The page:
9 Tips for Freezing Vegetables at Home ...


You’ll be so pleased with these tips for freezing vegetables at home because there are more benefits to frozen veggies than you might imagine. Many people think that frozen vegetables are a poor substitute for fresh – yes fresh is always best – but done properly, frozen vegetables do not lose their nutrition, texture or flavor. Plus if you freeze vegetables when they are at their seasonal best, you can enjoy them at any time of year without compromise and worry that fresh vegetables are not naturally grown or shipped in from thousands of miles away. For wonderful produce all year round, follow these tips for freezing vegetables.

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Clean Them

The first of the tips for freezing vegetables is to give them a good wash and do all the usual stuff you’d normally do, like remove eyes or bruised bits, roots etc.


Select Young Veggies

Avoid going for old veggies because they will usually give unpalatable results – freezing will not enhance the quality, only preserve it. For things like corn, you need to be even more careful to get young cobs only and remove all the husks and silks before you even think of freezing them. Going for barely ripe, fresh, and young veggies is definitely the best option.


Blanch Them

While it's possible to freeze fresh vegetables, you will be better off blanching them first. Blanching (boiling in hot water for a few minutes) will remove most of the bacteria and also preserve the color.


Use the Right Packaging

When it comes to freezing your food, packaging matters a lot. No matter what other tips for freezing vegetables you've followed, you will fail miserably if the packaging is not right. Remember, the air in your freezer is so dry that it can cause “freezer burn” or make the veggies lose their taste completely. The air makes vegetables lose moisture, which makes them unpalatable. Pack them properly to avoid any issue.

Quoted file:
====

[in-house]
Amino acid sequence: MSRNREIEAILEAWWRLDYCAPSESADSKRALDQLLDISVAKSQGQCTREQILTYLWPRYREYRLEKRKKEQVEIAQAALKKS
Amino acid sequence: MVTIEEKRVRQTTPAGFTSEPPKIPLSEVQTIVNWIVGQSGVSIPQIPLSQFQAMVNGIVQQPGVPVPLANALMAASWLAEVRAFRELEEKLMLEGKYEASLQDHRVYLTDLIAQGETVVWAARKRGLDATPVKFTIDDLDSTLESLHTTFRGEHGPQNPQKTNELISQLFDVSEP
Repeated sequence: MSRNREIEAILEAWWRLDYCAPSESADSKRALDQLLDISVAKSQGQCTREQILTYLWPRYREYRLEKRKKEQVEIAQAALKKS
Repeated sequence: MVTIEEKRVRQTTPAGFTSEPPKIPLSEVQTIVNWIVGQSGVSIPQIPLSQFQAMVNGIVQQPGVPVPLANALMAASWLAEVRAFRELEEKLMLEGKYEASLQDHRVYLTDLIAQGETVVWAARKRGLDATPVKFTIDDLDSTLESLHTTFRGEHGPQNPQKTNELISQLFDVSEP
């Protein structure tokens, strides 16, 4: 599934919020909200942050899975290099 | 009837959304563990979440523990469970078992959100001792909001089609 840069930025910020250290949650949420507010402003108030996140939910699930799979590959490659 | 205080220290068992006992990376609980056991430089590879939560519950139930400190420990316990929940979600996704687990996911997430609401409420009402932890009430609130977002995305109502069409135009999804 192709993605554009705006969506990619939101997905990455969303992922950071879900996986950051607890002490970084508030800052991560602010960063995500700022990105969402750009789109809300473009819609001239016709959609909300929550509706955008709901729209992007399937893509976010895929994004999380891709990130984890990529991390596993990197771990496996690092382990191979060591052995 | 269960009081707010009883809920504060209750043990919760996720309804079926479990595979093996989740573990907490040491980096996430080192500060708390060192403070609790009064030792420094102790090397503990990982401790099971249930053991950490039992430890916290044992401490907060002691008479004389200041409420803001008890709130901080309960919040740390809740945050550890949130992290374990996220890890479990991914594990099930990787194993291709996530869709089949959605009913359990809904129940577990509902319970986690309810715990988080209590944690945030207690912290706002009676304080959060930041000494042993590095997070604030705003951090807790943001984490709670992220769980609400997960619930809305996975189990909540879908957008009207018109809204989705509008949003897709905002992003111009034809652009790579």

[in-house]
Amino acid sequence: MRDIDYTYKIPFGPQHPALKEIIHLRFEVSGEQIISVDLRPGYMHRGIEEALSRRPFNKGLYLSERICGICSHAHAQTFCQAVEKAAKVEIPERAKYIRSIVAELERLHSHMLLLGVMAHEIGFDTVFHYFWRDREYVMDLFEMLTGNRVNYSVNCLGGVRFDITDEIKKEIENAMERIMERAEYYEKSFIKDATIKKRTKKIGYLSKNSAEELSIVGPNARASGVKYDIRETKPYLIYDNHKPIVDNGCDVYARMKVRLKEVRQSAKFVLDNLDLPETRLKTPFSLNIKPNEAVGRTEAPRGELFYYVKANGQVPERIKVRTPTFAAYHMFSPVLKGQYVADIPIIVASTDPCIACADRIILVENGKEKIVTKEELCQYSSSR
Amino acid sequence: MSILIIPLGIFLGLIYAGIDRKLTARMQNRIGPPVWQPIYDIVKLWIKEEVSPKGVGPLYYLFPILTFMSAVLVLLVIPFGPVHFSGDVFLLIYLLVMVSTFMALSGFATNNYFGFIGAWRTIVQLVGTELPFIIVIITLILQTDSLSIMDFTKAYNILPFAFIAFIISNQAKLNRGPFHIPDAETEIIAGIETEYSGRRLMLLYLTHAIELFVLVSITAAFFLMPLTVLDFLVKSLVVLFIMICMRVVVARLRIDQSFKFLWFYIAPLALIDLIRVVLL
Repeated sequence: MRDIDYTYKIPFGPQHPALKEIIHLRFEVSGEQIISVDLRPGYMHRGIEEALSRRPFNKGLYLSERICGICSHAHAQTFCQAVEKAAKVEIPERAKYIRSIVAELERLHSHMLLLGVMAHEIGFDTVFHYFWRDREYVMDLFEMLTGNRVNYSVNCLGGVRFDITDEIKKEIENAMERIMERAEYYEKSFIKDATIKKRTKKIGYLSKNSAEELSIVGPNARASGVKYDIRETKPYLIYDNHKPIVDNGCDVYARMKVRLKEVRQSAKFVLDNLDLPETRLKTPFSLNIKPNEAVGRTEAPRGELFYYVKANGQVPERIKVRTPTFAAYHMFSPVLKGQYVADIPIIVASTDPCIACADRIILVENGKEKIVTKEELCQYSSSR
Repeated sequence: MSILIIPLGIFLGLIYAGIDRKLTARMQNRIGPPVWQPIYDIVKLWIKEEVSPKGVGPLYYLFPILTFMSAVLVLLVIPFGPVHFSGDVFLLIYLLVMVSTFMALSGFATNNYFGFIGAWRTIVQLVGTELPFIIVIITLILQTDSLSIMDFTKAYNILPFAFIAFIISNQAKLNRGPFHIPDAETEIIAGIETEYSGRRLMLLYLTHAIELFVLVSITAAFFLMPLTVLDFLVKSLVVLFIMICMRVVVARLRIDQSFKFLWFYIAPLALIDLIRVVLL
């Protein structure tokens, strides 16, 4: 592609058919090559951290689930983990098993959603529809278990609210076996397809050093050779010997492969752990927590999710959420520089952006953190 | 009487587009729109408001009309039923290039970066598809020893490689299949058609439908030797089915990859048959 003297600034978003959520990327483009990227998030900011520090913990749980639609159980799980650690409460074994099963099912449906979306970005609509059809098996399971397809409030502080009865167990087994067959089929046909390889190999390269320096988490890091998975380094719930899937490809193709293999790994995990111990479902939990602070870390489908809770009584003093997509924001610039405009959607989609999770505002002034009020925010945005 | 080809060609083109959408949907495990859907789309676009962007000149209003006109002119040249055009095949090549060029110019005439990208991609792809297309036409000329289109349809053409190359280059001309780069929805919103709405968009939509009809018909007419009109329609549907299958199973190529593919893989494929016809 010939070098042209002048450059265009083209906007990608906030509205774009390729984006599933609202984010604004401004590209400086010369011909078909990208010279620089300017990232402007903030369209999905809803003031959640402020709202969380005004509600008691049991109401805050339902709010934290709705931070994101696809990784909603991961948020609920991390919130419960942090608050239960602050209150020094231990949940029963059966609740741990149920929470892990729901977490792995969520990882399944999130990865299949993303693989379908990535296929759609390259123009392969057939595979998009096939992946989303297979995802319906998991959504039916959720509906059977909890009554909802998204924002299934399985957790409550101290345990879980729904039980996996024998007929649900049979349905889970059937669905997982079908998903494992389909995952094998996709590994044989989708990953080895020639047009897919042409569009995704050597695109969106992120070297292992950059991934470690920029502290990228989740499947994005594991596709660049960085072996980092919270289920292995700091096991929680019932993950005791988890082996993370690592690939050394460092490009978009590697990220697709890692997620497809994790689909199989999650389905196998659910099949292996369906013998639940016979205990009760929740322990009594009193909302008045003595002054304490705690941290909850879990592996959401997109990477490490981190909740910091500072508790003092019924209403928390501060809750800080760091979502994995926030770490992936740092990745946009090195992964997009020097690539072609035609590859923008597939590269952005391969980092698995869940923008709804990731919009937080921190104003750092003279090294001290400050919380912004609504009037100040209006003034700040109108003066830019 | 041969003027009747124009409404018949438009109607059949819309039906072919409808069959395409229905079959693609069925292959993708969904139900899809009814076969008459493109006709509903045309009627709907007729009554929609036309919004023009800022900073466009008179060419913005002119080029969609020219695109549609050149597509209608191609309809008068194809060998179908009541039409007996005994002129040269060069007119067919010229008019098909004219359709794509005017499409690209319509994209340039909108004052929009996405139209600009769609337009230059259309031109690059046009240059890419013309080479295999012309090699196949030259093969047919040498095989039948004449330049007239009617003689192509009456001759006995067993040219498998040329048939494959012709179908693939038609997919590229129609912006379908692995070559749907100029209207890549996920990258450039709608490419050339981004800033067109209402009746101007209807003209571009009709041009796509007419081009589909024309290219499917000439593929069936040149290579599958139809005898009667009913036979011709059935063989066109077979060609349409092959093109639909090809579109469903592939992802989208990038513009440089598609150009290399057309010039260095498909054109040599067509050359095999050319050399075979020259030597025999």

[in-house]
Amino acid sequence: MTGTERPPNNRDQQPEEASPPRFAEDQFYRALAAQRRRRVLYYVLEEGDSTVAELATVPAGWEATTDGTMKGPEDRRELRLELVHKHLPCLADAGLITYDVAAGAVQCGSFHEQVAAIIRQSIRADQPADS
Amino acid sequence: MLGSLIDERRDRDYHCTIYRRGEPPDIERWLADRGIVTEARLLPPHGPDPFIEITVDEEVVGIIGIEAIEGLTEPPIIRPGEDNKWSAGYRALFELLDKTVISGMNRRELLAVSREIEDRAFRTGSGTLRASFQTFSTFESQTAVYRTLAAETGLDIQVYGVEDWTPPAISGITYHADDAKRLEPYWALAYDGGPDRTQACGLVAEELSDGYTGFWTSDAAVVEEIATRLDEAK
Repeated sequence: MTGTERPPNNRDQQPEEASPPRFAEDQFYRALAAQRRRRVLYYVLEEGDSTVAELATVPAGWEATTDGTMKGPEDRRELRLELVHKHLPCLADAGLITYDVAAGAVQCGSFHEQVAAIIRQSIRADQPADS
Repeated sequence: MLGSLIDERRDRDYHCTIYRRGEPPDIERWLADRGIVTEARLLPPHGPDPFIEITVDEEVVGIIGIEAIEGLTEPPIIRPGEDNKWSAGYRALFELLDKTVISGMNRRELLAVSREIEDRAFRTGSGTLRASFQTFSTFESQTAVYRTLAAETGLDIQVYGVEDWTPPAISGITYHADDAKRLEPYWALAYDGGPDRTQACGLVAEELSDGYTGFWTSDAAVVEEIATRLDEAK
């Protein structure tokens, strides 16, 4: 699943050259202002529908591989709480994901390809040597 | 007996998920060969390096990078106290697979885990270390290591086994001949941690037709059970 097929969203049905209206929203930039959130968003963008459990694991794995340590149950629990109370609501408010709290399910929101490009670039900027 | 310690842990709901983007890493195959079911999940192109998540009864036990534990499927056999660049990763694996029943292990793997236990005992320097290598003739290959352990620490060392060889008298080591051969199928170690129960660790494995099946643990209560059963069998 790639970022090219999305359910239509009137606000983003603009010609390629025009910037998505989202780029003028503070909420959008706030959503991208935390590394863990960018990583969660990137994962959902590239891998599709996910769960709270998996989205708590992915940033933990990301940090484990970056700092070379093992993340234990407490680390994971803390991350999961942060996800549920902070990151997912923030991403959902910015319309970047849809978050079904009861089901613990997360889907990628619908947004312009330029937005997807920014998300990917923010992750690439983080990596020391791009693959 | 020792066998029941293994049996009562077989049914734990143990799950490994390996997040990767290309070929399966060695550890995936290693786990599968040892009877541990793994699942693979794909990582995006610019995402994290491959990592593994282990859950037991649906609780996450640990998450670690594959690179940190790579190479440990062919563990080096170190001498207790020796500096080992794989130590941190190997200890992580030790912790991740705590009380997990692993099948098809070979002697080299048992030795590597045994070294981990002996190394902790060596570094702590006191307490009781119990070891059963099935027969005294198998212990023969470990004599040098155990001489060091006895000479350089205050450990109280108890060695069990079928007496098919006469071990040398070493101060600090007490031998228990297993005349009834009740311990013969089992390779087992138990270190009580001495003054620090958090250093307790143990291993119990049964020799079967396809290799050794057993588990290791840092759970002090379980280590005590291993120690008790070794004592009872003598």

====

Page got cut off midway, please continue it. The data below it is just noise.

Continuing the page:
Get Rid of the Air

If you can, use a vacuum sealer on your bags of veggies. This makes the most proficient packaging for freezing. And to go along with this …

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Freeze in Small Portions

There are a number of reasons to do this. It means you can tuck packs of veggies in nooks and crannies in your freezer. Smaller packs take less time to freeze. They are convenient for cooking and importantly, given the issues pointed out in the previous point, you won't have to concern yourself with opened packages in the freezer, like you would with big bags you only take portions from.


Don’t Freeze Hot Food

You’ve gone to all the trouble of blanching to get rid of the bacteria. Put hot food in the freezer and you one, give bacteria the chance to grow again, and two, it messes around with the temperature in your freezer.


Fast Freeze

Fast freezing is always the best process, so freeze your veggies in the coldest part of the freezer. If you are not going to use vacuum sealed bags, the easiest way is to spread the vegetables out on a tray so they freeze individually. You can then pop them into bags when frozen.


Label Them

Everything you freeze should be marked with what it is and the date of freezing. This helps not only with finding what you need but also helps you use the oldest stuff first.

Freezing vegetables may not be rocket science but these tips will help you make the most of the process and ensure you have frozen vegetables that taste as good as they should. Do you freeze vegetables or do you stick to store bought or only eat fresh?

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